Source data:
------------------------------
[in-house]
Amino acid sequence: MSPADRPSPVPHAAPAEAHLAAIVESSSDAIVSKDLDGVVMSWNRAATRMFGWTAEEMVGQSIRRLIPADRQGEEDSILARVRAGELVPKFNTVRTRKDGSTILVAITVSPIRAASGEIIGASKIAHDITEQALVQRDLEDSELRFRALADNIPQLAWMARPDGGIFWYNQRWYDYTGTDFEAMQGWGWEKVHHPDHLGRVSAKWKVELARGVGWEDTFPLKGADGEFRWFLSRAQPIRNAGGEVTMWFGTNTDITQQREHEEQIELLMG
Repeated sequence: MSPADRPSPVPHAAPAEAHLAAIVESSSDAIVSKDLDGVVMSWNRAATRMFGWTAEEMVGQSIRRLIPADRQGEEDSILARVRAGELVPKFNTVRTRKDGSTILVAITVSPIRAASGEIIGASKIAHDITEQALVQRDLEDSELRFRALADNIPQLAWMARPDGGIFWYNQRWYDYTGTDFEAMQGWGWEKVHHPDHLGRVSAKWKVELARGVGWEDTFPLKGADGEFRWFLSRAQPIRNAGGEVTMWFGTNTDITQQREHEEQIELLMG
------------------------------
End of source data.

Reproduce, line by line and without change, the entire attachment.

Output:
[in-house]
Amino acid sequence: MSPADRPSPVPHAAPAEAHLAAIVESSSDAIVSKDLDGVVMSWNRAATRMFGWTAEEMVGQSIRRLIPADRQGEEDSILARVRAGELVPKFNTVRTRKDGSTILVAITVSPIRAASGEIIGASKIAHDITEQALVQRDLEDSELRFRALADNIPQLAWMARPDGGIFWYNQRWYDYTGTDFEAMQGWGWEKVHHPDHLGRVSAKWKVELARGVGWEDTFPLKGADGEFRWFLSRAQPIRNAGGEVTMWFGTNTDITQQREHEEQIELLMG
Repeated sequence: MSPADRPSPVPHAAPAEAHLAAIVESSSDAIVSKDLDGVVMSWNRAATRMFGWTAEEMVGQSIRRLIPADRQGEEDSILARVRAGELVPKFNTVRTRKDGSTILVAITVSPIRAASGEIIGASKIAHDITEQALVQRDLEDSELRFRALADNIPQLAWMARPDGGIFWYNQRWYDYTGTDFEAMQGWGWEKVHHPDHLGRVSAKWKVELARGVGWEDTFPLKGADGEFRWFLSRAQPIRNAGGEVTMWFGTNTDITQQREHEEQIELLMG